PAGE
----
_ Intervention(s)

_ Outcome(s)

Coding guide - check the answers above

YES: All four should be yes

_ Yes

_ Can't tell/partially

_ No

Comments (note important limitations or uncertainty)

A.2 Was the search for evidence reasonably comprehensive?

Were the following done:

_ Language bias avoided (no restriction of inclusion based on language)

_ No restriction of inclusion based on publication status

_ Relevant databases searched (including Medline + Cochrane Library)

_ Reference lists in included articles checked

_ Authors/experts contacted

Coding guide - check the answers above:

YES: All five should be yes

PARTIALLY: Relevant databases and reference lists are both ticked off

_ Yes

_ Can't tell/partially

_ No

Comments (note important limitations or uncertainty)

A.3 Is the review reasonably up-to-date?

Were the searches done recently enough that more recent research is unlikely to be found or to change the results of the review?

Coding guide – consider how many years since the last search (e.g. if more than 10 years the review is unlikely to be up-to-date) and whether there is ongoing research

_ Yes

_ Can't tell/not sure

_ No

Comments (note important limitations or uncertainty)

A.4 Was bias in the selection of articles avoided?

Did the authors specify:

_ Explicit selection criteria

_ Independent screening of full text by at least 2 reviewers

_ List of included studies provided

_ List of excluded studies provided

Coding guide - check the above

YES: All four should be yes

_ Yes

_ Can't tell/partially

_ No

Comments (note important limitations or uncertainty)

A.5 Did the authors use appropriate criteria to assess the risk for bias in analysing the studies that are included? ( See Appendix for an example of criteria - Assessing Risk of Bias Criteria for EPOC Reviews)

_ The criteria used for assessing the risk of bias were reported

_ A table or summary of the assessment of each included study for each criterion was reported

_ Sensible criteria were used that focus on the risk of bias (and not other qualities of the studies, such as precision or applicability)

Coding guide - check the above

YES: All four should be yes

_ Yes

_ Can't tell/partially

_ No

Comments (note important limitations or uncertainty)

A.6 Overall – how would you rate the methods used to identify, include and critically appraise studies?

Summary assessment score A relates to the 5 questions above.

If the “No” or “Partial” option is used for any of the questions above, the review is likely to have important limitations.

Examples of major limitations might include not reporting explicit selection criteria, not providing a list of included studies or not assessing the risk of bias in included studies.

_ Major limitations (limitations that are important enough that the results of the review are not reliable and they should not be used in the policy brief)

_ Important limitations (limitations that are important enough that it would be worthwhile to search for another systematic review and to interpret the results of this review cautiously, if a better review cannot be found)

_ Reliable (only minor limitations)

Comments (note any major limitations or important limitations).
Section B: Methods used to analyse the findings

B.1 Were the characteristics and results of the included studies reliably reported?

Was there:

_ Independent data extraction by at least 2 reviewers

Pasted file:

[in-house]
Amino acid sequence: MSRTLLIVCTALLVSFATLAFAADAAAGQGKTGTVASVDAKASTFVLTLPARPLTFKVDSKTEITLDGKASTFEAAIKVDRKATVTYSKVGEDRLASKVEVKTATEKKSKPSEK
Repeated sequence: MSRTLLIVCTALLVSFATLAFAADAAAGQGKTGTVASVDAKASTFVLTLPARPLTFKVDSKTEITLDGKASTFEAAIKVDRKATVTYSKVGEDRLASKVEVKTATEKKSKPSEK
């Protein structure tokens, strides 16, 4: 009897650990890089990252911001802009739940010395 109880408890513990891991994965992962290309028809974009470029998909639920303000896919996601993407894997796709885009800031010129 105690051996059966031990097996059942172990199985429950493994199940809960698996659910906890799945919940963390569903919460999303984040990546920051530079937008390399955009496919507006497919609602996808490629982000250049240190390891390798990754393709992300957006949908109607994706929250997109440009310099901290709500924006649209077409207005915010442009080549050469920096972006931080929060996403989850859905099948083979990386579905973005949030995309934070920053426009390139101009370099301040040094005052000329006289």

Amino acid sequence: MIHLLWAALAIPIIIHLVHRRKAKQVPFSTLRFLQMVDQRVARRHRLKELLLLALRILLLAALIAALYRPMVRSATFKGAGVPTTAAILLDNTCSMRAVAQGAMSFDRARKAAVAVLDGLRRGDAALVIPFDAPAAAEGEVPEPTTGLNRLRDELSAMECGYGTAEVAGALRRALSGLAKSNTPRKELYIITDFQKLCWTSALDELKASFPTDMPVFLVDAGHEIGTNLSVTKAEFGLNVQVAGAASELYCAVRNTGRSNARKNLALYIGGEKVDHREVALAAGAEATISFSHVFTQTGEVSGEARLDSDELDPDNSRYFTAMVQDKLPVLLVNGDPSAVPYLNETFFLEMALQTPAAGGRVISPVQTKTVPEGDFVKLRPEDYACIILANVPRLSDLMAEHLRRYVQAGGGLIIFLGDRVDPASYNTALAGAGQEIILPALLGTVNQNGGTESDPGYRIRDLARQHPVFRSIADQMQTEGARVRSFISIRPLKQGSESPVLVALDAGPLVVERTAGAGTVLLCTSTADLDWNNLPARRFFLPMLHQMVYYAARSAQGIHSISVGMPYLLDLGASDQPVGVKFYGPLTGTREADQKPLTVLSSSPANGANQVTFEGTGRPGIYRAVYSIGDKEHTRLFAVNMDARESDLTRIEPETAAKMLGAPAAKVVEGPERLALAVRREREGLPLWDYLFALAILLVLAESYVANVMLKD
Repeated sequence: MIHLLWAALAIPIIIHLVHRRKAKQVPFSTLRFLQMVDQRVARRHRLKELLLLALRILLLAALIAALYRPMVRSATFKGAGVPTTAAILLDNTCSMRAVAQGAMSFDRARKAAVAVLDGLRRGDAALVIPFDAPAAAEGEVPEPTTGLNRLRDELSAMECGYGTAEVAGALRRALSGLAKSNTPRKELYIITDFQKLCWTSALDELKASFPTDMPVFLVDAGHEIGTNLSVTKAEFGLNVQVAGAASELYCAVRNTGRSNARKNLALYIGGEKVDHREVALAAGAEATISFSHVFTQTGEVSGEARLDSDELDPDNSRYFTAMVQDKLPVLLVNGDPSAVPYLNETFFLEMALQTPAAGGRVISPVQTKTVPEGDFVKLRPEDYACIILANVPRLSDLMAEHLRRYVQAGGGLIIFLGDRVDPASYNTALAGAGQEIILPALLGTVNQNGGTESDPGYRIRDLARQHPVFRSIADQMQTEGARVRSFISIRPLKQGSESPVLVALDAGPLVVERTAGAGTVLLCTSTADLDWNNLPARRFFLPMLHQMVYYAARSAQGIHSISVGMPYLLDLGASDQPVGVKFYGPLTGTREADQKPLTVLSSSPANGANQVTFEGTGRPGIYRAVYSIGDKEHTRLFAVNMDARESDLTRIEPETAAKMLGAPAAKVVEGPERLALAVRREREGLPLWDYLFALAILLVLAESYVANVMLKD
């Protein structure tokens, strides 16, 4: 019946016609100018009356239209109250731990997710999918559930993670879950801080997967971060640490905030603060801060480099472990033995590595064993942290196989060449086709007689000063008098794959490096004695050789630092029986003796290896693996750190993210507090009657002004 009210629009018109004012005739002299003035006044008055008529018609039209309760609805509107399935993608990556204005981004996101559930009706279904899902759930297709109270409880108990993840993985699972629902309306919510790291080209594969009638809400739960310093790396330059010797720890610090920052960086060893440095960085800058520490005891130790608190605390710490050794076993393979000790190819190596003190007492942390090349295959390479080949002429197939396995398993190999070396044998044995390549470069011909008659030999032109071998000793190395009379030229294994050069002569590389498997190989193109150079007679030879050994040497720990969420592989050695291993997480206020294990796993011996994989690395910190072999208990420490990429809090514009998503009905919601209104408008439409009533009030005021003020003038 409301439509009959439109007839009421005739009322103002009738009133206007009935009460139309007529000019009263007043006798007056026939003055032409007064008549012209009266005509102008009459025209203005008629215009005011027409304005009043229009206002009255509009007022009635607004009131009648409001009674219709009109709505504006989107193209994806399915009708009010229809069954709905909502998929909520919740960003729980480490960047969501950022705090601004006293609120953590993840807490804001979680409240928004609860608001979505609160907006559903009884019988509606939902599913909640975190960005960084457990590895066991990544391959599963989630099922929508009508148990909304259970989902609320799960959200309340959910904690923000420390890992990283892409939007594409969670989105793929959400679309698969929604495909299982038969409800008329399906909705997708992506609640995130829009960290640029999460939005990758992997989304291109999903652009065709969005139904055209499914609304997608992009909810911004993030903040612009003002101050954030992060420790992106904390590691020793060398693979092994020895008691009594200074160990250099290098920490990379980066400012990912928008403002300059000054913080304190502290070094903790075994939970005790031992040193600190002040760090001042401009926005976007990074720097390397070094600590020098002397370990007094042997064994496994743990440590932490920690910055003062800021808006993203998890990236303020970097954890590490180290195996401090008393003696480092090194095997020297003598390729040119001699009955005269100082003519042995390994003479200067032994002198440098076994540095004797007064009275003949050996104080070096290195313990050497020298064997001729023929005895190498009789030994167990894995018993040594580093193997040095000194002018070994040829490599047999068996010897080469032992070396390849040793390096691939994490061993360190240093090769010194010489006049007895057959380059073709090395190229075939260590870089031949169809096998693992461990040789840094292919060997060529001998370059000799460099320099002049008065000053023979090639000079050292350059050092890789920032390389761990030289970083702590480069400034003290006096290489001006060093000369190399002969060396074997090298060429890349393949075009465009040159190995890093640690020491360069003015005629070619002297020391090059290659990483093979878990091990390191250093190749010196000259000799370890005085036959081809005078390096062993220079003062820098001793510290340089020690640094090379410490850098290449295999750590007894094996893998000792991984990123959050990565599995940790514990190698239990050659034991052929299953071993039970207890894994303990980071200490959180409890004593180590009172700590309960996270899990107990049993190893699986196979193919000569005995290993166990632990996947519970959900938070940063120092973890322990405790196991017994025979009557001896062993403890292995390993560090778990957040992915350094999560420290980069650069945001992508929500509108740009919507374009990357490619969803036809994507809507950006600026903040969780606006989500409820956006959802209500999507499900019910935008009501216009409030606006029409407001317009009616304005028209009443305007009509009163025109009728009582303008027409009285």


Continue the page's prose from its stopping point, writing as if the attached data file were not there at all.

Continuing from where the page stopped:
_ A table or summary of the characteristics of the participants, interventions and outcomes for the included studies

_ A table or summary of the results of the included studies.

Coding guide - check the answers above

YES: All three should be yes

_ Yes

_ Partially

_ No

_ Not applicable (e.g. no included studies)

Comments (note important limitations or uncertainty)
B.2 Were the methods used by the review authors to analyse the findings of the included studies reported?

_ Yes

_ Partially

_ No

_ Not applicable (e.g. no studies or no data)

Comments (note important limitations or uncertainty)

B.3 Did the review describe the extent of heterogeneity?

_ Did the review ensure that included studies were similar enough that it made sense to combine them, sensibly divide the included studies into homogeneous groups, or sensibly conclude that it did not make sense to combine or group the included studies?

_ Did the review discuss the extent to which there were important differences in the results of the included studies?

_ If a meta-analysis was done, was the I2, chi square test for heterogeneity or other appropriate statistic reported?

_ Yes

_ Can't tell/partially

_ No

_ Not applicable (e.g. no studies or no data)

Comments (note important limitations or uncertainty)

B.4 Were the findings of the relevant studies combined (or not combined) appropriately relative to the primary question the review addresses and the available data?

How was the data analysis done?

_ Descriptive only

_ Vote counting based on direction of effect

_ Vote counting based on statistical significance

_ Description of range of effect sizes

_ Meta-analysis

_ Meta-regression

_ Other: specify

_ Not applicable (e.g. no studies or no data)

How were the studies weighted in the analysis?

_ Equal weights (this is what is done when vote counting is used)

_ By quality or study design (this is rarely done)

_ Inverse variance (this is what is typically done in a meta-analysis)

_ Number of participants

_ Other, specify:

_ Not clear

_ Not applicable (e.g. no studies or no data)

Did the review address unit of analysis errors?

_ Yes - took clustering into account in the analysis (e.g. used intra-cluster correlation coefficient)

_ No, but acknowledged problem of unit of analysis errors

_ No mention of issue